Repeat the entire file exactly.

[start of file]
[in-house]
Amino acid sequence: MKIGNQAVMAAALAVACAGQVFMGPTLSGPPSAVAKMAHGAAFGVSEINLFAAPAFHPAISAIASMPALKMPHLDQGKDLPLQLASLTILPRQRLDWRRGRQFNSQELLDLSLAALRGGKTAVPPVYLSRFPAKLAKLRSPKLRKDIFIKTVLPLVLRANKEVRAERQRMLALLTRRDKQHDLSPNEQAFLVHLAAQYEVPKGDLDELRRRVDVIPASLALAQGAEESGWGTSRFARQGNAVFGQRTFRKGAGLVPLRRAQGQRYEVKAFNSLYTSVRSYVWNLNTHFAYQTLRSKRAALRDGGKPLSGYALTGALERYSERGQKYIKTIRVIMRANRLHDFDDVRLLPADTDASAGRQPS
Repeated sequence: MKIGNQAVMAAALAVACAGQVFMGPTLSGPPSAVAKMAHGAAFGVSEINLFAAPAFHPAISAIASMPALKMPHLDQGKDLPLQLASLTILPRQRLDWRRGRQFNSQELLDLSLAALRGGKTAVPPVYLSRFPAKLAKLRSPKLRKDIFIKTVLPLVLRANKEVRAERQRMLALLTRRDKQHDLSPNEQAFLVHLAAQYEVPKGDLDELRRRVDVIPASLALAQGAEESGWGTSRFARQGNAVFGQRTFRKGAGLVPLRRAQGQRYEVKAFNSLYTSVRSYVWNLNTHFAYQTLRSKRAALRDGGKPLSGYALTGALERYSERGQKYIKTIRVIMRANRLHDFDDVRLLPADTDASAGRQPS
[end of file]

[in-house]
Amino acid sequence: MKIGNQAVMAAALAVACAGQVFMGPTLSGPPSAVAKMAHGAAFGVSEINLFAAPAFHPAISAIASMPALKMPHLDQGKDLPLQLASLTILPRQRLDWRRGRQFNSQELLDLSLAALRGGKTAVPPVYLSRFPAKLAKLRSPKLRKDIFIKTVLPLVLRANKEVRAERQRMLALLTRRDKQHDLSPNEQAFLVHLAAQYEVPKGDLDELRRRVDVIPASLALAQGAEESGWGTSRFARQGNAVFGQRTFRKGAGLVPLRRAQGQRYEVKAFNSLYTSVRSYVWNLNTHFAYQTLRSKRAALRDGGKPLSGYALTGALERYSERGQKYIKTIRVIMRANRLHDFDDVRLLPADTDASAGRQPS
Repeated sequence: MKIGNQAVMAAALAVACAGQVFMGPTLSGPPSAVAKMAHGAAFGVSEINLFAAPAFHPAISAIASMPALKMPHLDQGKDLPLQLASLTILPRQRLDWRRGRQFNSQELLDLSLAALRGGKTAVPPVYLSRFPAKLAKLRSPKLRKDIFIKTVLPLVLRANKEVRAERQRMLALLTRRDKQHDLSPNEQAFLVHLAAQYEVPKGDLDELRRRVDVIPASLALAQGAEESGWGTSRFARQGNAVFGQRTFRKGAGLVPLRRAQGQRYEVKAFNSLYTSVRSYVWNLNTHFAYQTLRSKRAALRDGGKPLSGYALTGALERYSERGQKYIKTIRVIMRANRLHDFDDVRLLPADTDASAGRQPS